5 of Edinburgh’s finest historic highlights
7th March 2018
Given the key part that it plays in many of our Scotland tours, here at Best Scottish Tours, we felt that we had to write a little about Edinburgh on our blog and more specifically, some of the both internationally renowned and less obvious historic sites that you may wish to discover.
Edinburgh has, after all, been an UNESCO World Heritage Site since 1995, and the below must-visit sites help to explain exactly why.
1. Edinburgh Castle
This historic fortress on the Castle Rock will always be irrevocably associated with Edinburgh – after all, it utterly dominates the skyline of the Scottish capital.
The site served as a royal palace from the 12th century until 1603, when the accession of James VI of Scotland to the English throne – as King James I – led to the joint seat of governance being permanently moved to London.
Nonetheless, the Castle played host to many other significant historical events over the ensuing hundreds of years, not least the Jacobite rising of 1745 as ‘Bonnie Prince Charlie’ unsuccessfully sought to regain the British throne for the House of Stuart.
2. The Oxford Bar
A public house since the early 19th century – albeit with some time spent as a confectioner’s shop in the 1840s – the Oxford Bar is neither a swanky modern gastro-pub, nor a place of excessive pomp and pageantry. It is instead a fine Scottish drinking establishment of the old school.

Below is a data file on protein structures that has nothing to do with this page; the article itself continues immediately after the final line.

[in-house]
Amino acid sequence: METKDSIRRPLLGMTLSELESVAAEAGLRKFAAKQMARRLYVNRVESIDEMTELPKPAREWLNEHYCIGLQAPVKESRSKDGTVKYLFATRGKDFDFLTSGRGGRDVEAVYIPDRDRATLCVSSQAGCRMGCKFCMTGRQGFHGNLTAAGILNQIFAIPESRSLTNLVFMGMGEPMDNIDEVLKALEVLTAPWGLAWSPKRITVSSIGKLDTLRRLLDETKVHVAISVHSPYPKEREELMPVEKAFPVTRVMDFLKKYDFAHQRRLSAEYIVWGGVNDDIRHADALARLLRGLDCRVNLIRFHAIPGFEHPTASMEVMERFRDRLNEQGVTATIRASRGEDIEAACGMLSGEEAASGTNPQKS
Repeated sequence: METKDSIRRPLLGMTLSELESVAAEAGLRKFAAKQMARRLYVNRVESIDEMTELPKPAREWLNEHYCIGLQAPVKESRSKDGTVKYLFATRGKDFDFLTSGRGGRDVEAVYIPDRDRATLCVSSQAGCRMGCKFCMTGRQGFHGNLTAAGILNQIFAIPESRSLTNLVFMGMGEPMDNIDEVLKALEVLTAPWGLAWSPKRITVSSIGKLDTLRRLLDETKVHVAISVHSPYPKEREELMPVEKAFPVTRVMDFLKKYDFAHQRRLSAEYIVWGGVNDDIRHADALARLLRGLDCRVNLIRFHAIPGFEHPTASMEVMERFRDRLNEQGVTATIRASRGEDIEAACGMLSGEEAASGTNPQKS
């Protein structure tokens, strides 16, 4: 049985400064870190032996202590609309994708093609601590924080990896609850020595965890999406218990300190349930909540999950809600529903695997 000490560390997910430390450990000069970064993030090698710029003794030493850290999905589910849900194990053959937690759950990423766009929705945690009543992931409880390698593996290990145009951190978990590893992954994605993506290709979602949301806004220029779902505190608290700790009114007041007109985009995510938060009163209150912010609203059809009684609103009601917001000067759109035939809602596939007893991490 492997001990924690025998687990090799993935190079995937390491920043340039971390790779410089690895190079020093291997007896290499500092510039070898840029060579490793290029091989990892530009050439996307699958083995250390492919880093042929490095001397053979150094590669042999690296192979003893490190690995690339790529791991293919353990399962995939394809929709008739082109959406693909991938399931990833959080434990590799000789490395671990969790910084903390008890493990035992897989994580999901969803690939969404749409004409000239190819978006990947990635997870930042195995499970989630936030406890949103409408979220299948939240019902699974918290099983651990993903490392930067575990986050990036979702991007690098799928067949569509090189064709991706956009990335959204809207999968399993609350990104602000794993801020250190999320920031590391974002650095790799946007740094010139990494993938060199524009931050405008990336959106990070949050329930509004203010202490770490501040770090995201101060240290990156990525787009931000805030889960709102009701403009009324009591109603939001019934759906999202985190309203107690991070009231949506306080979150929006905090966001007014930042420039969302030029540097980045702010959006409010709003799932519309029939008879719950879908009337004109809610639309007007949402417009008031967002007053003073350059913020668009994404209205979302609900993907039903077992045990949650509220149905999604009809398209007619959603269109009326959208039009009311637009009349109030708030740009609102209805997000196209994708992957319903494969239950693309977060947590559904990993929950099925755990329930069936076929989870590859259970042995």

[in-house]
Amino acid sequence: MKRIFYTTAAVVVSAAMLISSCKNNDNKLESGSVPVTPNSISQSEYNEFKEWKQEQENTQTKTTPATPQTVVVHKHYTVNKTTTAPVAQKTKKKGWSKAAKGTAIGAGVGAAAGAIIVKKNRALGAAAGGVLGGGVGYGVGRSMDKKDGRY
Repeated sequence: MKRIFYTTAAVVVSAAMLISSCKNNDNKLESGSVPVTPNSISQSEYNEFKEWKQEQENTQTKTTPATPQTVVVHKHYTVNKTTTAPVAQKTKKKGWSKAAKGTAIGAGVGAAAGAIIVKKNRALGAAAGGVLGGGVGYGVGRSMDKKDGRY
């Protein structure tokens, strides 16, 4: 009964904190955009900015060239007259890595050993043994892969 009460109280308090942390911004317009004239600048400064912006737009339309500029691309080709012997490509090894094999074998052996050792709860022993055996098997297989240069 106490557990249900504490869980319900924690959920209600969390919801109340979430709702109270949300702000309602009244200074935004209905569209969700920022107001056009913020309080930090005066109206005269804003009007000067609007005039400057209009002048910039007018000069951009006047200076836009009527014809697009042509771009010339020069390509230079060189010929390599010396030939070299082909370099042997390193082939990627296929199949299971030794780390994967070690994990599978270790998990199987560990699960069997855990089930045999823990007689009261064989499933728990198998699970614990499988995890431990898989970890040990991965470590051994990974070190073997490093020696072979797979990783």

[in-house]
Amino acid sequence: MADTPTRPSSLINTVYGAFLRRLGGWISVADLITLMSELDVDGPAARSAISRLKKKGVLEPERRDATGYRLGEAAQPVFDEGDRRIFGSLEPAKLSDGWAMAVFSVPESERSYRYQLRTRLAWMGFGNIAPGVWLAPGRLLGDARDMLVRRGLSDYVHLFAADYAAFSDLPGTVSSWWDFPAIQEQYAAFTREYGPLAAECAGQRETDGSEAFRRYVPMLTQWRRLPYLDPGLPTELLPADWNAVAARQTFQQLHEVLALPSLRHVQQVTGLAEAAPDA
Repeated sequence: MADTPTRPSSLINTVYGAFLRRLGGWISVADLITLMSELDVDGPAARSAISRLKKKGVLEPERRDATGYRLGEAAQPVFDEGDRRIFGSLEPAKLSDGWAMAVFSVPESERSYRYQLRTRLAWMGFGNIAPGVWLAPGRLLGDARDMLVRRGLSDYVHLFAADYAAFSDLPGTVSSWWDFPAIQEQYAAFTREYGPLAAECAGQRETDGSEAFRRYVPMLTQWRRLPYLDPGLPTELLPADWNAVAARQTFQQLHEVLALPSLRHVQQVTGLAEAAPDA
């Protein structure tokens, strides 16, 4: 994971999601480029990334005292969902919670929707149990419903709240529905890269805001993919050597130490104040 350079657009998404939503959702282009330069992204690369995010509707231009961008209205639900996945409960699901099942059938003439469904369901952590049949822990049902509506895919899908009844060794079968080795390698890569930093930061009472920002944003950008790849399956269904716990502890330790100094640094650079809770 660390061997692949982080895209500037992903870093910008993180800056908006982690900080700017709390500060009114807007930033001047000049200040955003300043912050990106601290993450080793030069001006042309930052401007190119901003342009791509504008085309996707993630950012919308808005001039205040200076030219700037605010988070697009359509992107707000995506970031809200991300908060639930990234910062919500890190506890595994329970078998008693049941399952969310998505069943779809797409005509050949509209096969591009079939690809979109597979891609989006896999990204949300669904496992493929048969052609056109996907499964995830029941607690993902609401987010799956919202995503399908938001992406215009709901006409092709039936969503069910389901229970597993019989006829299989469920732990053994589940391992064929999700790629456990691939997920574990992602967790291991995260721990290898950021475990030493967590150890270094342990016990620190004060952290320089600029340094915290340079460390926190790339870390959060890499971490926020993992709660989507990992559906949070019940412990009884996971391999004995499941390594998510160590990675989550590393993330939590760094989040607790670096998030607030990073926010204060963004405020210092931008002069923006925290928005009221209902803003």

Various Scottish legends are said to have been patrons here down the years, including actor Sean Connery, author Colin Dexter and poet Sydney Goodsir Smith. However, the bar – which retains its original compartmentalised form – is especially strongly associated with Ian Rankin’s Inspector Rebus series of novels.
3. Palace of Holyroodhouse
It is at the bottom of the Royal Mile where you can find the official residence of the British monarch in Scotland, which – while it has some highly distinguished neighbours in the form of the Scottish Parliament Building and Arthur’s Seat – is rather spellbinding and opulent in its own right.
Built between 1671 and 1678, and with certain parts such as the State Apartments and the 16th-century Historic Apartments of Mary, Queen of Scots open to the public, the palace is occupied by Queen Elizabeth II for one week at the beginning of each summer.
For a sign of just how good Edinburgh can be at blending the best of old and new, just look in the direction of Timberyard on Lady Lawson Street, which plays a very special role in the city’s culinary scene.
This industrial-chic eatery is housed within a 19th-century warehouse and titular timber yard, but is also an unashamedly modern spot for fine dining, with ingredients supplied by small, local artisan growers, breeders, producers, suppliers and foragers.
5. Greyfriars Bobby Statue
It’s a heartbreaking tale: that of Bobby, the Skye Terrier who spent 14 years guarding the grave of his owner, John Gray, in Greyfriars Kirkyard, until his own death in 1872.
Bobby was buried just inside the gate of the kirkyard, not far from his owner’s grave, and is today commemorated by a statue sitting at the corner of Candlemaker Row and George IV Bridge that also happens to be Edinburgh’s smallest listed building.
Why not book one of our Scotland tours here at Best Scottish Tours that will enable you to get up close and personal with so much else of what makes historic Edinburgh so fascinating?Recent articles